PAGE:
Most economists continue to expect there will be one or two more increases to the policy rate this year. Under current conditions, I expect that job creation in Canada will be in-line (or slightly below) population growth. That being said, I also expect the employment-to-population ratio to stay at the "speed limit." Therefore, I don't expect inflation pressures to increase in Canada, and the BoC will probably hold the overnight rate at its current level for some time.

Dan Eisner


True North Mortgage

Fixed Rates - Up Variable Rates - Unchanged

Bond yields have been trading at their highest point since mid 2011. Although we have seen five-year fixed rates move up lately, we may see more rate increases coming (unless U.S. President Trump tweets something negative about trade, NAFTA, Canada, etc.).

Canadian banks are happy with variable rate spreads at this time.

Shawn Stillman

Mortgage Broker,

Mortgage Outlet Inc.

Fixed Rates - Unchanged Variable Rates - Unchanged

There are currently a lot of uncertainties in the market due to a multitude of things such as the April job report, a potential NAFTA settlement, and pipeline wars between Alberta and British Columbia. As such, bond yields have remained flat (though at high levels) over the past 30 days. However, most monoline lenders also increased their mortgage rates by 10bp recently. Even though TD, CIBC and RBC raised posted rates this week, I don't see the discounted fixed rates changing much over the next few weeks.

It should be noted, though, that this increase in posted rates will cause the qualifying Bank of Canada rate to increase from 5.14 per cent to 5.59 per cent, which will reduce the amount people can borrow going forward.

The Bank of Canada announced on April 18 that the overnight rate would remain at 1.25 per cent. With inflation at two per cent and the economy picking up, the chance of a rate increase over the next two months is a coin flip. Given the slowing pace of rate increases it looks like the chances of us seeing prime over four per cent in 2018 are less likely. The big surprise in the mortgage market is that there are many monoline lenders offering prime – one per cent or better on insured and insurable mortgages, with rates as low at 2.16 per cent (with prime at 1.29 per cent), many consumers are taking the variable option with such deep discounts. I still see variable rates flat over the next few months until the next BoC increase... whenever that may happen. With an increase in inflation and flat job numbers there, is only a 50 per cent chance the BoC will increase rates over the next few months. Given these factors, I don't see any major changes over the next few weeks.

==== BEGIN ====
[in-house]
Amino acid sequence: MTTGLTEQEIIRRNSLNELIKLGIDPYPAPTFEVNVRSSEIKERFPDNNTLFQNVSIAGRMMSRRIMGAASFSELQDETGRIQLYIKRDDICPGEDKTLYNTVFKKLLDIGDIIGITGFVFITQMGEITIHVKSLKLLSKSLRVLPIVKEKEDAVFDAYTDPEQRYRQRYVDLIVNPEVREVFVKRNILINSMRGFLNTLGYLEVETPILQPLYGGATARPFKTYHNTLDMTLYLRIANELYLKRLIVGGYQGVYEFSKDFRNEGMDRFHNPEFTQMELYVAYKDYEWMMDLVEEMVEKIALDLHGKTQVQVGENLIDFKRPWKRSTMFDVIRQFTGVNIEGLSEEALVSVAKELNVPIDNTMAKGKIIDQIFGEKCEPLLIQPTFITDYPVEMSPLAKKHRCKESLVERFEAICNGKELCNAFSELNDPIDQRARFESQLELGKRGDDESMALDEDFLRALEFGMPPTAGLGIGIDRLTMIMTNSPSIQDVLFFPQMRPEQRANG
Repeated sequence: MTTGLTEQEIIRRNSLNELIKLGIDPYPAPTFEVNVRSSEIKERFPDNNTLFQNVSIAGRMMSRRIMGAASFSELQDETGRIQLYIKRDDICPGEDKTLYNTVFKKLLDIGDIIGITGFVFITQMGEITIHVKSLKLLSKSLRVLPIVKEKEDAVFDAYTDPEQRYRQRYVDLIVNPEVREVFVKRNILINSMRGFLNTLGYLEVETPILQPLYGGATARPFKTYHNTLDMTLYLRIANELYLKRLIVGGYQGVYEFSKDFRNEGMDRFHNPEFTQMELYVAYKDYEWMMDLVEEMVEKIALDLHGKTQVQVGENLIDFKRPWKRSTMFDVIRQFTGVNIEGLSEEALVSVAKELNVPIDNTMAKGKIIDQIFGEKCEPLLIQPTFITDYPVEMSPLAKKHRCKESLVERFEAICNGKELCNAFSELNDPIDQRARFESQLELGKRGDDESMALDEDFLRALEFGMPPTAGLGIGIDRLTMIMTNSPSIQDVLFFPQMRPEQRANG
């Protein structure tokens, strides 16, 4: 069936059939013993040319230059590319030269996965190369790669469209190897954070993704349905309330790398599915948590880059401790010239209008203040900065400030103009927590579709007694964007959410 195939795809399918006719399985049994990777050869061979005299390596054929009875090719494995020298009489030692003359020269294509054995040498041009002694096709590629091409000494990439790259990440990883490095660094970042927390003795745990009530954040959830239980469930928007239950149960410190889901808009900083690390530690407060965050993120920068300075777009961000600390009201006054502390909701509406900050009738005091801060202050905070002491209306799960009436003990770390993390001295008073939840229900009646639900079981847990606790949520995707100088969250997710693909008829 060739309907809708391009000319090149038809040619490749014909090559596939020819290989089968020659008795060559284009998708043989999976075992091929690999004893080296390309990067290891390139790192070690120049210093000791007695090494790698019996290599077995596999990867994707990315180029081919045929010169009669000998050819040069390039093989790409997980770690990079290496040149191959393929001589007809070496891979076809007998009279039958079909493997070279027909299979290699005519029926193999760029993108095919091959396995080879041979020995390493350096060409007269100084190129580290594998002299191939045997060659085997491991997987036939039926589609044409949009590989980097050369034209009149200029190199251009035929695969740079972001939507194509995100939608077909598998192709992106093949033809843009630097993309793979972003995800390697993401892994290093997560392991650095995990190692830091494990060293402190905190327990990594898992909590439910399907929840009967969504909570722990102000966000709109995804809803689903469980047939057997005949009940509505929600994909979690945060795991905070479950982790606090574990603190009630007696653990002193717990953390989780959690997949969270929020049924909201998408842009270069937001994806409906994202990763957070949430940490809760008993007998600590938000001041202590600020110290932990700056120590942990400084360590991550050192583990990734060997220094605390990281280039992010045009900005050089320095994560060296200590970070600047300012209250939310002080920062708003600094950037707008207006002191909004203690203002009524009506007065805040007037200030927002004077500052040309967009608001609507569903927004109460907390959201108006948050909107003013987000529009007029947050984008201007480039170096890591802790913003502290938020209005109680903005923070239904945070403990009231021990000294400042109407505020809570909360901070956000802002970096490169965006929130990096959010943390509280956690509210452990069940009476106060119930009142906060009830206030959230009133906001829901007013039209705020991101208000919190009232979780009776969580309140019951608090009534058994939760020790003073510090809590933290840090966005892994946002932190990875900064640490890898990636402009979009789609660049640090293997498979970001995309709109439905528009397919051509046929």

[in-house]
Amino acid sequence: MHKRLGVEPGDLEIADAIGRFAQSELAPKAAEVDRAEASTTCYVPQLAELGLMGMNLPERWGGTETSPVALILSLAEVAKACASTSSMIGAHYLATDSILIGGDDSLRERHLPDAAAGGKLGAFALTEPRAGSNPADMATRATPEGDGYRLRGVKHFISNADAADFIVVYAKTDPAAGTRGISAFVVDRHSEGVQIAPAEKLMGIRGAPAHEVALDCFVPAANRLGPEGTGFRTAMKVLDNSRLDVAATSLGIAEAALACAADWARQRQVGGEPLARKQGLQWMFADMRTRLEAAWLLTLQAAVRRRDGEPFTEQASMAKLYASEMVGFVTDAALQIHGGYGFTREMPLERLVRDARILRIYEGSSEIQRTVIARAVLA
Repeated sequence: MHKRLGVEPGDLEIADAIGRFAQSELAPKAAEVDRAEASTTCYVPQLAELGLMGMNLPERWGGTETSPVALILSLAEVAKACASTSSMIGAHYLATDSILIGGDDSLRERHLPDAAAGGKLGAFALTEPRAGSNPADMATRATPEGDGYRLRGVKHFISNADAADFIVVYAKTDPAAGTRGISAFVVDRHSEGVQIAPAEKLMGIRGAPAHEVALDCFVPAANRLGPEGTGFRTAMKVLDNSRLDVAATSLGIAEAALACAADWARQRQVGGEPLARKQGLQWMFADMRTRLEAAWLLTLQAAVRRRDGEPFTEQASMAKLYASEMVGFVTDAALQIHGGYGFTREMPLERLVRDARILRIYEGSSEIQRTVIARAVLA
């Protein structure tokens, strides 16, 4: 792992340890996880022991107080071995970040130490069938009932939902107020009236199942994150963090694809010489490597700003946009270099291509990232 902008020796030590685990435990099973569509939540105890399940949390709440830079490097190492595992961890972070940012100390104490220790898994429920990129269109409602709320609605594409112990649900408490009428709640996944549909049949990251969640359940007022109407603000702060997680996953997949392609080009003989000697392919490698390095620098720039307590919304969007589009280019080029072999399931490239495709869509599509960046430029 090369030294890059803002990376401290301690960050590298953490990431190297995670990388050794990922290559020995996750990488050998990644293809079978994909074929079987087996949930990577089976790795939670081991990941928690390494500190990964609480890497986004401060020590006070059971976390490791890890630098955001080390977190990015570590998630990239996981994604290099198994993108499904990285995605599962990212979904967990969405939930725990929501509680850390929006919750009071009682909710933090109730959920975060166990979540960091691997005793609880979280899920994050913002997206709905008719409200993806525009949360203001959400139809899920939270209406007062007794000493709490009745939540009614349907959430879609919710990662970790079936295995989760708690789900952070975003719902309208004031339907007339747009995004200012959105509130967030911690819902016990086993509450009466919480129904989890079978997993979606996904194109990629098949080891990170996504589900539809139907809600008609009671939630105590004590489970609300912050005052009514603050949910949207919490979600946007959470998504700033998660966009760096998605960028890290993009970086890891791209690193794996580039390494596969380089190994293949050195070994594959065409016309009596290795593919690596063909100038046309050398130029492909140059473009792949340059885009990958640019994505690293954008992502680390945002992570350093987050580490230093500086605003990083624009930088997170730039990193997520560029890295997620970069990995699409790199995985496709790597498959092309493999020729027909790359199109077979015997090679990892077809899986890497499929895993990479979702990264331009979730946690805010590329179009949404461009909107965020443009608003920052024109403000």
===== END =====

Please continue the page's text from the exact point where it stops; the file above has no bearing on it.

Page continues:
Dr. Ian Lee

Program Director,

Carleton University

Fixed Rates - Up Variable Rates - Unchanged

As of May 1, three of Canada's five largest banks have increased their five-year fixed mortgage rates to just above five per cent. These increases mirror the steady increase in the yield on five-year Canada bonds which increased from around 1.5 per cent back in November to over two per cent today. The last time we expected these levels in bond yields in Canada was in 2011, reflecting an economy operating close to capacity per Bank of Canada Governor Poloz's recent comments.

On April 18, the Bank of Canada announced it was holding rates steady. The proximate cause was weaker mortgage demand and weakening exports. Nonetheless, the key sentence in the Bank's announcement was, "...both exports and investment are being held back by ongoing competitiveness challenges and uncertainty about trade policies." Although the economy is performing at close to capacity, this resulted in "slower than expected growth" as Poloz explained to the House of Commons Finance Committee. For these reasons, it appears less likely the BoC will raise rates on the next scheduled announcement (May 30).